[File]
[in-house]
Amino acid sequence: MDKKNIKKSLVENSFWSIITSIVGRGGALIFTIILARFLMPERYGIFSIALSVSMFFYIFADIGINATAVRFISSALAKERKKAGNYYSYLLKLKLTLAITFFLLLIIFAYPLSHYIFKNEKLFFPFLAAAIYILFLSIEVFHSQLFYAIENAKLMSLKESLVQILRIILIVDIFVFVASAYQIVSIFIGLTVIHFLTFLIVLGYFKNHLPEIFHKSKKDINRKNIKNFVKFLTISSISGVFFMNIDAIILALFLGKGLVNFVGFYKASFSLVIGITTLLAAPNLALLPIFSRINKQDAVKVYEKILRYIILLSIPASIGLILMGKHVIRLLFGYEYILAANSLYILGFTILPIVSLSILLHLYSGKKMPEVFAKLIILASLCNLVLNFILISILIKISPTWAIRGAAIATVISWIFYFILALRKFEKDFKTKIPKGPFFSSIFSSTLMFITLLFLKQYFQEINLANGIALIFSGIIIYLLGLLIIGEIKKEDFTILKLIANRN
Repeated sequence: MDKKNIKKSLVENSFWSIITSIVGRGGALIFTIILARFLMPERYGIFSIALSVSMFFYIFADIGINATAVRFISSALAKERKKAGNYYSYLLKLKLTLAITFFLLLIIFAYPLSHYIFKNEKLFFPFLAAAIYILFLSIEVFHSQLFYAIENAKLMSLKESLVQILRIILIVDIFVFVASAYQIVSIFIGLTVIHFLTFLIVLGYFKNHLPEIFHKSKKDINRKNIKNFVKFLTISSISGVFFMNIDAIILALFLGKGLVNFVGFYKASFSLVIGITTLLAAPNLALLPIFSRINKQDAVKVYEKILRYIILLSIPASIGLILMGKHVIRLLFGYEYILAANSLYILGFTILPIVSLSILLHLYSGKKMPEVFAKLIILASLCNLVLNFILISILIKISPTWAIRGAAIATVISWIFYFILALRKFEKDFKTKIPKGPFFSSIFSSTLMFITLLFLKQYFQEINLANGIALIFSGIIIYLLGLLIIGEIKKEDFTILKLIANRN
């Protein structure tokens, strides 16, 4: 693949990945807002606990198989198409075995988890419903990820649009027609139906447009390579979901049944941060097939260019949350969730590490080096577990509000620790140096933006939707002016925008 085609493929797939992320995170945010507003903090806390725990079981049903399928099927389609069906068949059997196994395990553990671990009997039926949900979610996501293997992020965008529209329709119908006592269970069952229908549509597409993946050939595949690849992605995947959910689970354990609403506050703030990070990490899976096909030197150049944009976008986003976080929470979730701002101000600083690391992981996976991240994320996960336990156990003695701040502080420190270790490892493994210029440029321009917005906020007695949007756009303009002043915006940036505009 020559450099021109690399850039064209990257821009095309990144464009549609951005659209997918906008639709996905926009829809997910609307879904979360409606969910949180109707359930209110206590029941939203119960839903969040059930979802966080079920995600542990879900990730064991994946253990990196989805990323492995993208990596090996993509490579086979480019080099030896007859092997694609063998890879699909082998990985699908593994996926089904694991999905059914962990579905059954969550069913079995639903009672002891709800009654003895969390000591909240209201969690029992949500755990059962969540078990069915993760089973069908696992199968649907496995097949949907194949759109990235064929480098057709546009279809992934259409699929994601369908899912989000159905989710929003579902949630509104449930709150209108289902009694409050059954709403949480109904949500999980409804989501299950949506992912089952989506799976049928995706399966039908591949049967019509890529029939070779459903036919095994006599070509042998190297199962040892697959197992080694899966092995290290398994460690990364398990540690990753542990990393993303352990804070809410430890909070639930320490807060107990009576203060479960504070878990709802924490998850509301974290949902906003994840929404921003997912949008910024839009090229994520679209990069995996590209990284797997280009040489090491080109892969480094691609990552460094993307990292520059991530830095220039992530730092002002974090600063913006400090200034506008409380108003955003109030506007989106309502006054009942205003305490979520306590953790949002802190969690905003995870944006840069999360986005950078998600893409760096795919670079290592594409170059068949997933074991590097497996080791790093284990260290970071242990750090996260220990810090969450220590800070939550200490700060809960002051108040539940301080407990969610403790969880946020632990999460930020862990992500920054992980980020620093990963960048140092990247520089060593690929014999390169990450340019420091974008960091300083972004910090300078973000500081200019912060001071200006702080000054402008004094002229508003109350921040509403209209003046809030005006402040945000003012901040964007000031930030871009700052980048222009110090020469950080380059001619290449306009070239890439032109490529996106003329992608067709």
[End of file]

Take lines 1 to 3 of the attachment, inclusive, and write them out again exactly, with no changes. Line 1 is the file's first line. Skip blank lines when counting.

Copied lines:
[in-house]
Amino acid sequence: MDKKNIKKSLVENSFWSIITSIVGRGGALIFTIILARFLMPERYGIFSIALSVSMFFYIFADIGINATAVRFISSALAKERKKAGNYYSYLLKLKLTLAITFFLLLIIFAYPLSHYIFKNEKLFFPFLAAAIYILFLSIEVFHSQLFYAIENAKLMSLKESLVQILRIILIVDIFVFVASAYQIVSIFIGLTVIHFLTFLIVLGYFKNHLPEIFHKSKKDINRKNIKNFVKFLTISSISGVFFMNIDAIILALFLGKGLVNFVGFYKASFSLVIGITTLLAAPNLALLPIFSRINKQDAVKVYEKILRYIILLSIPASIGLILMGKHVIRLLFGYEYILAANSLYILGFTILPIVSLSILLHLYSGKKMPEVFAKLIILASLCNLVLNFILISILIKISPTWAIRGAAIATVISWIFYFILALRKFEKDFKTKIPKGPFFSSIFSSTLMFITLLFLKQYFQEINLANGIALIFSGIIIYLLGLLIIGEIKKEDFTILKLIANRN
Repeated sequence: MDKKNIKKSLVENSFWSIITSIVGRGGALIFTIILARFLMPERYGIFSIALSVSMFFYIFADIGINATAVRFISSALAKERKKAGNYYSYLLKLKLTLAITFFLLLIIFAYPLSHYIFKNEKLFFPFLAAAIYILFLSIEVFHSQLFYAIENAKLMSLKESLVQILRIILIVDIFVFVASAYQIVSIFIGLTVIHFLTFLIVLGYFKNHLPEIFHKSKKDINRKNIKNFVKFLTISSISGVFFMNIDAIILALFLGKGLVNFVGFYKASFSLVIGITTLLAAPNLALLPIFSRINKQDAVKVYEKILRYIILLSIPASIGLILMGKHVIRLLFGYEYILAANSLYILGFTILPIVSLSILLHLYSGKKMPEVFAKLIILASLCNLVLNFILISILIKISPTWAIRGAAIATVISWIFYFILALRKFEKDFKTKIPKGPFFSSIFSSTLMFITLLFLKQYFQEINLANGIALIFSGIIIYLLGLLIIGEIKKEDFTILKLIANRN